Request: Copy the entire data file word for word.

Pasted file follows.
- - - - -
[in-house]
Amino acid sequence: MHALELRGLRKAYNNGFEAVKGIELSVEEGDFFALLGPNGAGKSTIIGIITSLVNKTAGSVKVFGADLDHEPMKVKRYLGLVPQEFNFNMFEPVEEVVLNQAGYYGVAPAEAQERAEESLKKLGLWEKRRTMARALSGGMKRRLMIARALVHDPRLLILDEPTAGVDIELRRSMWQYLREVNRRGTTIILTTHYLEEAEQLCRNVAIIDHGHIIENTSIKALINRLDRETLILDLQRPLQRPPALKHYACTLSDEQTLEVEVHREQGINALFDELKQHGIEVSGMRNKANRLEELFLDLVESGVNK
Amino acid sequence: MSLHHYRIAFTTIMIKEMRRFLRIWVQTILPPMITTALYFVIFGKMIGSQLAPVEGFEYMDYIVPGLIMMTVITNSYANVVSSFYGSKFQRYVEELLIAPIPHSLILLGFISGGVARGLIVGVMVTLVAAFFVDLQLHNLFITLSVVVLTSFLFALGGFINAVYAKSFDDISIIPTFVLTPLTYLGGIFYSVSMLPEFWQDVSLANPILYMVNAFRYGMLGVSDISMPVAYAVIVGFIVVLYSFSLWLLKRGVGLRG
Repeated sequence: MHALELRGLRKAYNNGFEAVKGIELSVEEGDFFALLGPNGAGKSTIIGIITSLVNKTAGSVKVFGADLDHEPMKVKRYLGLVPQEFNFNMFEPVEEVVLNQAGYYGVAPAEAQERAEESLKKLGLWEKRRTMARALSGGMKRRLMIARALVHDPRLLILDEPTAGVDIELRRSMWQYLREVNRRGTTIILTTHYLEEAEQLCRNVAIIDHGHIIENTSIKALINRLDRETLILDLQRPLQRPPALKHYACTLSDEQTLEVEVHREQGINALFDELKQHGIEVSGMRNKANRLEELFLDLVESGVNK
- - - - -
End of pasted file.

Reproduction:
[in-house]
Amino acid sequence: MHALELRGLRKAYNNGFEAVKGIELSVEEGDFFALLGPNGAGKSTIIGIITSLVNKTAGSVKVFGADLDHEPMKVKRYLGLVPQEFNFNMFEPVEEVVLNQAGYYGVAPAEAQERAEESLKKLGLWEKRRTMARALSGGMKRRLMIARALVHDPRLLILDEPTAGVDIELRRSMWQYLREVNRRGTTIILTTHYLEEAEQLCRNVAIIDHGHIIENTSIKALINRLDRETLILDLQRPLQRPPALKHYACTLSDEQTLEVEVHREQGINALFDELKQHGIEVSGMRNKANRLEELFLDLVESGVNK
Amino acid sequence: MSLHHYRIAFTTIMIKEMRRFLRIWVQTILPPMITTALYFVIFGKMIGSQLAPVEGFEYMDYIVPGLIMMTVITNSYANVVSSFYGSKFQRYVEELLIAPIPHSLILLGFISGGVARGLIVGVMVTLVAAFFVDLQLHNLFITLSVVVLTSFLFALGGFINAVYAKSFDDISIIPTFVLTPLTYLGGIFYSVSMLPEFWQDVSLANPILYMVNAFRYGMLGVSDISMPVAYAVIVGFIVVLYSFSLWLLKRGVGLRG
Repeated sequence: MHALELRGLRKAYNNGFEAVKGIELSVEEGDFFALLGPNGAGKSTIIGIITSLVNKTAGSVKVFGADLDHEPMKVKRYLGLVPQEFNFNMFEPVEEVVLNQAGYYGVAPAEAQERAEESLKKLGLWEKRRTMARALSGGMKRRLMIARALVHDPRLLILDEPTAGVDIELRRSMWQYLREVNRRGTTIILTTHYLEEAEQLCRNVAIIDHGHIIENTSIKALINRLDRETLILDLQRPLQRPPALKHYACTLSDEQTLEVEVHREQGINALFDELKQHGIEVSGMRNKANRLEELFLDLVESGVNK